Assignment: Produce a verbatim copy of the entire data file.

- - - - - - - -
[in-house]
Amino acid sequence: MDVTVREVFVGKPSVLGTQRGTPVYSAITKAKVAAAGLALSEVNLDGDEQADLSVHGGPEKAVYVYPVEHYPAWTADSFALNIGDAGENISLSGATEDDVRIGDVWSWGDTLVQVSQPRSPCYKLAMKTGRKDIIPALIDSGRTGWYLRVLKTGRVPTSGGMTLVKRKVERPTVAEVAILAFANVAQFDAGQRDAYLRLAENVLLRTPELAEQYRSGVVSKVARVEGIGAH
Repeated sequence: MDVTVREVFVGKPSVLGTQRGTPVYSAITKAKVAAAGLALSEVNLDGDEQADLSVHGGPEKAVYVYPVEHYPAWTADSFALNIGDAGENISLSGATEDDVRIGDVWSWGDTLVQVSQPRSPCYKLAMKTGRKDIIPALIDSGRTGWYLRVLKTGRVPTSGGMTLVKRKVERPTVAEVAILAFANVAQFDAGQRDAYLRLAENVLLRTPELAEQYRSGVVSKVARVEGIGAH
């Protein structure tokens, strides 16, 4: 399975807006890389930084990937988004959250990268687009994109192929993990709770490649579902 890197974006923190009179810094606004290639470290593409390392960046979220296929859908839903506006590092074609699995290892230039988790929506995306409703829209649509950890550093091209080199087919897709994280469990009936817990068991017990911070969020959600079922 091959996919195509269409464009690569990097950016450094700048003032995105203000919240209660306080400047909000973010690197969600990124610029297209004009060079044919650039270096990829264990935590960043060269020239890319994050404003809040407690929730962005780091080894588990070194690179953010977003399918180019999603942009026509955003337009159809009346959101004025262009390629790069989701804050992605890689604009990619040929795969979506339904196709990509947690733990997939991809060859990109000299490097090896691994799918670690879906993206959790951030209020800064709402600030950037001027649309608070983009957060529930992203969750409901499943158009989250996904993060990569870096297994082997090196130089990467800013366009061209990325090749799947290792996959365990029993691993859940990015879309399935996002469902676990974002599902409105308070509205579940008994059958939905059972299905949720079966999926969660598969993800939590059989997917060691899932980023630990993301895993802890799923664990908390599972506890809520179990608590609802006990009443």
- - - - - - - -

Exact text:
[in-house]
Amino acid sequence: MDVTVREVFVGKPSVLGTQRGTPVYSAITKAKVAAAGLALSEVNLDGDEQADLSVHGGPEKAVYVYPVEHYPAWTADSFALNIGDAGENISLSGATEDDVRIGDVWSWGDTLVQVSQPRSPCYKLAMKTGRKDIIPALIDSGRTGWYLRVLKTGRVPTSGGMTLVKRKVERPTVAEVAILAFANVAQFDAGQRDAYLRLAENVLLRTPELAEQYRSGVVSKVARVEGIGAH
Repeated sequence: MDVTVREVFVGKPSVLGTQRGTPVYSAITKAKVAAAGLALSEVNLDGDEQADLSVHGGPEKAVYVYPVEHYPAWTADSFALNIGDAGENISLSGATEDDVRIGDVWSWGDTLVQVSQPRSPCYKLAMKTGRKDIIPALIDSGRTGWYLRVLKTGRVPTSGGMTLVKRKVERPTVAEVAILAFANVAQFDAGQRDAYLRLAENVLLRTPELAEQYRSGVVSKVARVEGIGAH
């Protein structure tokens, strides 16, 4: 399975807006890389930084990937988004959250990268687009994109192929993990709770490649579902 890197974006923190009179810094606004290639470290593409390392960046979220296929859908839903506006590092074609699995290892230039988790929506995306409703829209649509950890550093091209080199087919897709994280469990009936817990068991017990911070969020959600079922 091959996919195509269409464009690569990097950016450094700048003032995105203000919240209660306080400047909000973010690197969600990124610029297209004009060079044919650039270096990829264990935590960043060269020239890319994050404003809040407690929730962005780091080894588990070194690179953010977003399918180019999603942009026509955003337009159809009346959101004025262009390629790069989701804050992605890689604009990619040929795969979506339904196709990509947690733990997939991809060859990109000299490097090896691994799918670690879906993206959790951030209020800064709402600030950037001027649309608070983009957060529930992203969750409901499943158009989250996904993060990569870096297994082997090196130089990467800013366009061209990325090749799947290792996959365990029993691993859940990015879309399935996002469902676990974002599902409105308070509205579940008994059958939905059972299905949720079966999926969660598969993800939590059989997917060691899932980023630990993301895993802890799923664990908390599972506890809520179990608590609802006990009443």